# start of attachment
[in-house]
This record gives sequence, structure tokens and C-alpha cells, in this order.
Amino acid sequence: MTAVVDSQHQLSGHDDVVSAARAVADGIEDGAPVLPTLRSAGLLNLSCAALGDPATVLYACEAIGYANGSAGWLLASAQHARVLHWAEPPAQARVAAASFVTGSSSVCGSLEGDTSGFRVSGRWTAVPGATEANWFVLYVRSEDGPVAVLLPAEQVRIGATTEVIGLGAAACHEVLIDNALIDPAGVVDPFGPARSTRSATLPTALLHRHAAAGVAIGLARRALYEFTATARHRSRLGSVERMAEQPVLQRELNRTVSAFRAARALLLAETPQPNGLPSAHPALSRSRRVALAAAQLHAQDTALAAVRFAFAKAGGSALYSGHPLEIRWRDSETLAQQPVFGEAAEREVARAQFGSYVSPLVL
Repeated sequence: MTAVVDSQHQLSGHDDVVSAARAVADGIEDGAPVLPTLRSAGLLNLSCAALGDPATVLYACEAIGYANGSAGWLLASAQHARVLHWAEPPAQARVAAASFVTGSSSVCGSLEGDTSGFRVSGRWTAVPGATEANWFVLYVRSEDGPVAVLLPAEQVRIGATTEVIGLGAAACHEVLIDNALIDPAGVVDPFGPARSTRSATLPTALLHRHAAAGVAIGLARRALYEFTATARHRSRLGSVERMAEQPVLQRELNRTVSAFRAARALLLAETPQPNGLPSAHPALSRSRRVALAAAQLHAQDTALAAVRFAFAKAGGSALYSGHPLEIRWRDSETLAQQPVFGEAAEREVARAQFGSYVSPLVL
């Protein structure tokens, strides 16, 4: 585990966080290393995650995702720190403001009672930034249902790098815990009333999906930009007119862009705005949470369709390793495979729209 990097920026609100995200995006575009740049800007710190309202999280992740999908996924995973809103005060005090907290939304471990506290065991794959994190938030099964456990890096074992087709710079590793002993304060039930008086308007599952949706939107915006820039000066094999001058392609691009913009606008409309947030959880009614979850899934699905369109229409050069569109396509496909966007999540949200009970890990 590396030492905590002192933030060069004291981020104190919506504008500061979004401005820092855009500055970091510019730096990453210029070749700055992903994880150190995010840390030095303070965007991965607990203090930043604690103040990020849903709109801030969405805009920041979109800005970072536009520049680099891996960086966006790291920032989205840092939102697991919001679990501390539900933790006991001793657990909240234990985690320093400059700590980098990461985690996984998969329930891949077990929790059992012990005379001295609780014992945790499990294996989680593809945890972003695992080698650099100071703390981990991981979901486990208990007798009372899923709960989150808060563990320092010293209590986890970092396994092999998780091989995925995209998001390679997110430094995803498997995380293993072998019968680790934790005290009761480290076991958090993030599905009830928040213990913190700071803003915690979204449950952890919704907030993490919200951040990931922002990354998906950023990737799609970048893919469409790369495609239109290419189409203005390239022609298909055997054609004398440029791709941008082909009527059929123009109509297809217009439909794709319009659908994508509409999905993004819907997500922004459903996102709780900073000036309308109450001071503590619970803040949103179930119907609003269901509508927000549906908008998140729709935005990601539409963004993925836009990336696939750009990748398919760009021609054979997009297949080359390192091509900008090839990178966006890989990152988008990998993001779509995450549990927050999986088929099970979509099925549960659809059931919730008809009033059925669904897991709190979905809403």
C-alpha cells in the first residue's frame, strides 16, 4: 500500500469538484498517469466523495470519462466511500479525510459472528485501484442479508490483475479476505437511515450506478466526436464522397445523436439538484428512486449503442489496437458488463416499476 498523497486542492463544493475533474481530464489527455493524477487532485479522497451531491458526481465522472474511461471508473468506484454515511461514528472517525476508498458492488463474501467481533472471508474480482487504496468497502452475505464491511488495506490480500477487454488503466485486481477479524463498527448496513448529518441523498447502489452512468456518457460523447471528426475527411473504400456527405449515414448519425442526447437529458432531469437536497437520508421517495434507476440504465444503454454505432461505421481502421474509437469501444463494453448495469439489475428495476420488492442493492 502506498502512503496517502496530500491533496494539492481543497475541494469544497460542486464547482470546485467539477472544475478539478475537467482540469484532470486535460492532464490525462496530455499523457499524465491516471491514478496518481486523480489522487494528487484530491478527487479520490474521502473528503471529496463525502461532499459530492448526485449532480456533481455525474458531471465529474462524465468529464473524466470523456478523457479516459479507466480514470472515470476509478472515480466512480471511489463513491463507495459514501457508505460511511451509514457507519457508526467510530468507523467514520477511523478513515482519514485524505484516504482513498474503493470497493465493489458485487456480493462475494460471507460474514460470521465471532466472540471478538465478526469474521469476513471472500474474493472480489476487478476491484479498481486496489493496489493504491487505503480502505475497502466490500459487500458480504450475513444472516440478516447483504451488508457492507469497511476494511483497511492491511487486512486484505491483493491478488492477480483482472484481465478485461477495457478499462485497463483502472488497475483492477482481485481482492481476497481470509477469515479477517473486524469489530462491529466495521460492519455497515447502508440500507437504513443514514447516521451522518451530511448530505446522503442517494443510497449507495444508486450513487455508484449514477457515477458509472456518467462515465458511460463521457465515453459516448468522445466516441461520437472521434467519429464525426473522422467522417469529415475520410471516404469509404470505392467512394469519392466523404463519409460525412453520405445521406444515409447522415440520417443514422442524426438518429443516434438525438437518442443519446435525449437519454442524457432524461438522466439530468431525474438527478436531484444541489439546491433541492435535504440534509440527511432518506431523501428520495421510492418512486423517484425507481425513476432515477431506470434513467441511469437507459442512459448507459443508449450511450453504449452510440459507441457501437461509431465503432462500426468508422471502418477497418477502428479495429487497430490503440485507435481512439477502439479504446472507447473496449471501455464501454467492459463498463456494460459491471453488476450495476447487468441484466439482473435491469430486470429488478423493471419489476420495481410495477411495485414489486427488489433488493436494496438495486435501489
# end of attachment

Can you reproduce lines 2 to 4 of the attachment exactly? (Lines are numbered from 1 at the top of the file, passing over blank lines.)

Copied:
This record gives sequence, structure tokens and C-alpha cells, in this order.
Amino acid sequence: MTAVVDSQHQLSGHDDVVSAARAVADGIEDGAPVLPTLRSAGLLNLSCAALGDPATVLYACEAIGYANGSAGWLLASAQHARVLHWAEPPAQARVAAASFVTGSSSVCGSLEGDTSGFRVSGRWTAVPGATEANWFVLYVRSEDGPVAVLLPAEQVRIGATTEVIGLGAAACHEVLIDNALIDPAGVVDPFGPARSTRSATLPTALLHRHAAAGVAIGLARRALYEFTATARHRSRLGSVERMAEQPVLQRELNRTVSAFRAARALLLAETPQPNGLPSAHPALSRSRRVALAAAQLHAQDTALAAVRFAFAKAGGSALYSGHPLEIRWRDSETLAQQPVFGEAAEREVARAQFGSYVSPLVL
Repeated sequence: MTAVVDSQHQLSGHDDVVSAARAVADGIEDGAPVLPTLRSAGLLNLSCAALGDPATVLYACEAIGYANGSAGWLLASAQHARVLHWAEPPAQARVAAASFVTGSSSVCGSLEGDTSGFRVSGRWTAVPGATEANWFVLYVRSEDGPVAVLLPAEQVRIGATTEVIGLGAAACHEVLIDNALIDPAGVVDPFGPARSTRSATLPTALLHRHAAAGVAIGLARRALYEFTATARHRSRLGSVERMAEQPVLQRELNRTVSAFRAARALLLAETPQPNGLPSAHPALSRSRRVALAAAQLHAQDTALAAVRFAFAKAGGSALYSGHPLEIRWRDSETLAQQPVFGEAAEREVARAQFGSYVSPLVL